Darwinism

Discovery Institute suing California Science Center over alleged undisclosed documents

Spread the love

The skinny: 

Discovery Institute filed the public documents request on October 9, 2009, following the Center’s October 6, 2009 cancellation of a contract with the American Freedom Alliance (AFA) to screen a pro-intelligent design video, Darwin’s Dilemma, at the California Science Center’s IMAX Theatre on October 25, 2009.

Podcast here, media release below:

Discovery Institute Sues California Science Center for Suppressing Public Documents Showing Viewpoint Discrimination Against Intelligent Design

Go here to listen.

This episode of ID the Future features a special news alert by Casey Luskin. Discovery Institute has filed a lawsuit against the California Science Center for unlawfully refusing to disclose public documents requested by Discovery Institute under the California Public Records Act.

Now the media release.

For more information and continuing updates as the story develops, tune into Evolution News & Views.

Her’s an excerpt:

Discovery Institute Sues California Science Center for Suppressing Public Documents Showing Viewpoint Discrimination Against Intelligent Design
LOS ANGELES, Dec. 2 — Discovery Institute has filed a lawsuit against the California Science Center (the “Center”) for unlawfully refusing to disclose public documents requested by Discovery Institute under the California Public Records Act.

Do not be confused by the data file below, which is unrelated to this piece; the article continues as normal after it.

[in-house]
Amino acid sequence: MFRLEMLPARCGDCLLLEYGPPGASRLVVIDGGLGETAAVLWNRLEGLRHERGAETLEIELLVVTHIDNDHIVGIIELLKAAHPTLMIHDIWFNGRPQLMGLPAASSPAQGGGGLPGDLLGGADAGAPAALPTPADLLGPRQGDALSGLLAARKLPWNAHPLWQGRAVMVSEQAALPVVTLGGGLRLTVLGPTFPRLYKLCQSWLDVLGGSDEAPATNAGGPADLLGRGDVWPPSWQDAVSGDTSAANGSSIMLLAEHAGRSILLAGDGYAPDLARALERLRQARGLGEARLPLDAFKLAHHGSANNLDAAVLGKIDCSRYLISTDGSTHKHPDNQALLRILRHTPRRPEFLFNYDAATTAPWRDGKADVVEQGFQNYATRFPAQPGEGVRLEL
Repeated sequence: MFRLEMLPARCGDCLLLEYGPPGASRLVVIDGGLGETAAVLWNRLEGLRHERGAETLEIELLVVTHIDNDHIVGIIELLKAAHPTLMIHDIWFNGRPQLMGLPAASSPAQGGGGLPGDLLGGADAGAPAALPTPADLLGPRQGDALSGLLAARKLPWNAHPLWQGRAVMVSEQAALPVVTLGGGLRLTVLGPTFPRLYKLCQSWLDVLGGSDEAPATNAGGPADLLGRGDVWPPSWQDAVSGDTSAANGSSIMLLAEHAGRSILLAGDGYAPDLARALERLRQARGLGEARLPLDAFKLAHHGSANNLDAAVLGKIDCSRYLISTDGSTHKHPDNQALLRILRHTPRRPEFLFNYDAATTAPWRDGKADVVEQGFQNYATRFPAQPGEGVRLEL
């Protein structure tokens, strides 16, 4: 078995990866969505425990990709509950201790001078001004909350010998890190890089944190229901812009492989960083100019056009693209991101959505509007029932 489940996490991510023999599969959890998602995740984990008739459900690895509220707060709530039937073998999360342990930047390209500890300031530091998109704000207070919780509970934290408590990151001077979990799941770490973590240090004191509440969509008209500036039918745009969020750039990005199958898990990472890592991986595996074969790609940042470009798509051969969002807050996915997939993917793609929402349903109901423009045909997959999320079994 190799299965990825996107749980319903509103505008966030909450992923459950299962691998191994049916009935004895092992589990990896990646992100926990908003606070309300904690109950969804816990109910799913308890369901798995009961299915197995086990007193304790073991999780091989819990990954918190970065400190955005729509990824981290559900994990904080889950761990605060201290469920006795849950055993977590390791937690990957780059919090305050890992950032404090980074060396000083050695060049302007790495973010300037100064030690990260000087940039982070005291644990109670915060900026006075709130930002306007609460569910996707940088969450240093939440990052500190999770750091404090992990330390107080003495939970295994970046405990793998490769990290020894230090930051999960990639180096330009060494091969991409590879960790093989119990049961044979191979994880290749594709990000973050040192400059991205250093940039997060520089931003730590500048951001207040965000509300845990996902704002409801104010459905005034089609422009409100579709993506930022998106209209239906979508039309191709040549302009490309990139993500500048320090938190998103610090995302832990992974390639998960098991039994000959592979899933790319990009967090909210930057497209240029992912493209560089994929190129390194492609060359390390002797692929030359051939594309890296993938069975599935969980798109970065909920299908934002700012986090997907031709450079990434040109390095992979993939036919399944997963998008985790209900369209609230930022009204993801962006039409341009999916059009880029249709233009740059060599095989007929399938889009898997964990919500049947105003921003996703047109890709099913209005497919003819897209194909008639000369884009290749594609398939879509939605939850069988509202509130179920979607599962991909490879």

Discovery Institute filed the public documents request on October 9, 2009, following the Center’s October 6, 2009 cancellation of a contract with the American Freedom Alliance (AFA) to screen a pro-intelligent design video, Darwin’s Dilemma, at the California Science Center’s IMAX Theatre on October 25, 2009.

On November 2, 2009, the Center released 44 pages of documents claiming to have disclosed “all documents” and that “no documents have been withheld,” apart from a few e-mail addresses that were redacted.

“California Science Center’s claims are not true, and we know for a fact that e-mail communications exist, including communications with the Smithsonian Institution, that should have been disclosed in response to our public documents request but weren’t, showing clear violation of California’s Public Records Act,” said Casey Luskin, Program Officer in Public Policy and Legal Affairs at the Discovery Institute.

Whatta shock! I don’t know that this competes with Climategate, but if the allegations are proved, it signals a similar mentality – the absence of any sense that receiving public funds entails transparency. And that is a very bad policy.

Privately owned corporations need not usually make their business public because they receive their funds from their investors and customers. True, they must provide annual reports, but lots goes on in strategy rooms that they can keep secret. For example, if a hockey franchise is planning to trade a few players and replace Coach Losing Streak, they needn’t disclose anything until they feel like it, as long as they are not accused of a crime or contract violation, or cited for some other violation.

And if the fans don’t like the team, they don’t buy so many season’s tickets. Then investors want out. So the system practically runs itself most of the time.